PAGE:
Kamaraj IAS Academy | TRIPLE TALAQ: Ordinance
  • September 20, 2018, 5:08 pm



The Union cabinet on Wednesday described the practice of instant triple talaq as a “constitutional emergency” and approved the instant triple talaq ordinance in an attempt to position the Bharatiya Janata Party (BJP)-led National Democratic Alliance (NDA) as furthering its commitment towards women’s rights.

What is instant triple talaq?

Instant triple talaq or talaq-e-biddat is a practice that was challenged in the court. It is different from the practice of “talaq-ul-sunnat”, which is considered to be the ideal form of dissolution of marriage contract among Muslims.

Under the latter form, once the husband pronounces talaq, the wife has to observe a three-month iddat period covering three menstrual cycles during which the husband can arbitrate and re-conciliate with the wife. In case of cohabitation between the couple, during these three months, the talaq is revoked. However, when the period of iddat expires and the husband does not revoke the talaq either expressly or by consummation, the talaq is irrevocable and final.

In the practice of talaq-e-biddat, when a man pronounces talaq thrice in a sitting, or through phone, or writes in a talaqnama or a text message, the divorce is considered immediate and irrevocable, even if the man later wishes to re-conciliate.


1. Triple talaq remains cognizable with a maximum of three years imprisonment and a fine.

2. Triple talaq will be recognised as a crime only when a woman or her blood relative files a complaint with the police.

3. A compromise can be achieved only when the woman is willing and says so to a magistrate. A magistrate can grant bail only after the wife’s consent.

4. The custody of children from the marriage will go to the woman.

5. The mother is entitled to maintenance determined by a magistrate.

6. The law doesn’t affect Jammu and Kashmir.


However, the changes to be introduced through the ordinance do address some of the reservations about the original Bill.

The first makes the offence cognisable only if the woman, or one related to her by blood or marriage, against whom triple talaq has been pronounced, files a police complaint.

Second, the offence has been made compoundable, that is, the parties can settle the matter between themselves.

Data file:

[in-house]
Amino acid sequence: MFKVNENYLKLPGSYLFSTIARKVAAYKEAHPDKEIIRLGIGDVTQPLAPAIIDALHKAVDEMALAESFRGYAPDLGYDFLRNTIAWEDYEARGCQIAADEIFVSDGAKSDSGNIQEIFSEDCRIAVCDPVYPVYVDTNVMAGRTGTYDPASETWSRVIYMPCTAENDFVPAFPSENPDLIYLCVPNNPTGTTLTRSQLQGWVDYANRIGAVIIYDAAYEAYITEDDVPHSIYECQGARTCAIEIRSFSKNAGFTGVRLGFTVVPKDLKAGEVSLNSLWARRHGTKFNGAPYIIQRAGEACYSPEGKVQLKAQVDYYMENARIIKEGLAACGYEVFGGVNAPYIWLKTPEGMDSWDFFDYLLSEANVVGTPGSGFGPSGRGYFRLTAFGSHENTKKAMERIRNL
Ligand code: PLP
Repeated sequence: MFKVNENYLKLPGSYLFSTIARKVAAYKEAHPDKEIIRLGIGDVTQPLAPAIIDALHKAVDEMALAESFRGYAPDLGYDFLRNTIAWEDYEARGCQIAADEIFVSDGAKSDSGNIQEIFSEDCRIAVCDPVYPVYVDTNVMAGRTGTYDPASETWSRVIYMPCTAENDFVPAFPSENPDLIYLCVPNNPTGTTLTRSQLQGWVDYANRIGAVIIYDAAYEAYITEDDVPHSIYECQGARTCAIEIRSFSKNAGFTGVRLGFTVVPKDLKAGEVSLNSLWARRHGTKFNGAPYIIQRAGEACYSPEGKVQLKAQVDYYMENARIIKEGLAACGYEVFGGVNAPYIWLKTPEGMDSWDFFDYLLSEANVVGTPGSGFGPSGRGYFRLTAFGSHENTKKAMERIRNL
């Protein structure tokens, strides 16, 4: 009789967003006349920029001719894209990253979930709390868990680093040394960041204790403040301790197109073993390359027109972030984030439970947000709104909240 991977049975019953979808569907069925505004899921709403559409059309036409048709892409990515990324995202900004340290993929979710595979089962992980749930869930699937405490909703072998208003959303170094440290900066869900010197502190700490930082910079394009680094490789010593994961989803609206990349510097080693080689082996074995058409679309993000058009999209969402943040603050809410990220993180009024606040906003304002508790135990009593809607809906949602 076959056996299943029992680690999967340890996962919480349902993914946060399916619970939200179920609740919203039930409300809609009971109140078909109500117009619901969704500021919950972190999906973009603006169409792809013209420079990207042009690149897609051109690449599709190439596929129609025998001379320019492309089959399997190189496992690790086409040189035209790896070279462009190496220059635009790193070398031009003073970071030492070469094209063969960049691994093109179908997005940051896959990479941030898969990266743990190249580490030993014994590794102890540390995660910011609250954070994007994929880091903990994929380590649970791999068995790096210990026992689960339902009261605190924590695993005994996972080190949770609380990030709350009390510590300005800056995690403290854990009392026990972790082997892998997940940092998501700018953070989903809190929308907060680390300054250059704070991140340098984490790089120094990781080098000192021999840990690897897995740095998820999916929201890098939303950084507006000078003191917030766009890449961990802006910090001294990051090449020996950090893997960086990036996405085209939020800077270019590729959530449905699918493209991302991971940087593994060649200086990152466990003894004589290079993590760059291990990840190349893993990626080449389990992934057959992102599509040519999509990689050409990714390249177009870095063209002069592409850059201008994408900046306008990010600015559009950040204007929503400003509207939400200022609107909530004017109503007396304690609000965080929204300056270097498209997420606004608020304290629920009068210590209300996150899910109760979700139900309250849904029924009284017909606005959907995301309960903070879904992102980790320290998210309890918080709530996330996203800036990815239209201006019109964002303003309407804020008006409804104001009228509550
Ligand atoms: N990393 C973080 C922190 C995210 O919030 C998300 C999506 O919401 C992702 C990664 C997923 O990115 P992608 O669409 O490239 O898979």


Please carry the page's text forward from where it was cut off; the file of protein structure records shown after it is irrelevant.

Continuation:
And third, it provides that a magistrate may grant bail to the husband after hearing the wife.

These amendments will not only restrict the scope for misuse by preventing third parties from setting the criminal law in motion against a man pronouncing instant triple talaq against his wife; they will also leave open the possibility of the marriage continuing by allowing bail and settlement.

But the core issue that arises from the proposed law remains: whether a marital wrong, essentially a civil matter, should lead to prosecutions and jail terms. Also, when the law declares instant triple talaq to be invalid, it only means the marriage continues to subsist, and it is somewhat self-contradictory for a law to both allow a marriage to continue and propose a jail term for the offending husband.


This is a matter that required deliberation, especially after serious objections were raised to some provisions of the Bill passed by the Lok Sabha; also, there is an ongoing debate on the desirability of criminalising instant triple talaq.

The Bill made this form of divorce punishable by a three-year prison term and a fine. In the face of Opposition concerns, the government proposed significant changes to water down the provisions relating to the treatment of talaq-e-biddat as a criminal offence. Despite a notice for these amendments being given, the matter was not taken up in the Rajya Sabha in the last session due to a lack of consensus. When the Bill has been deferred to the next session of Parliament, it is not clear what exigency impelled the government to take recourse to the extraordinary power of promulgating an ordinance.


Clearly, the Centre wants to demonstrate that it is espousing the cause of Muslim women. But the mere lack of consensus in the House is not a good enough reason to promulgate an ordinance. It could even amount to subversion of the parliamentary process, as the Bill has been passed in one House and the other is likely to consider it in an amended form.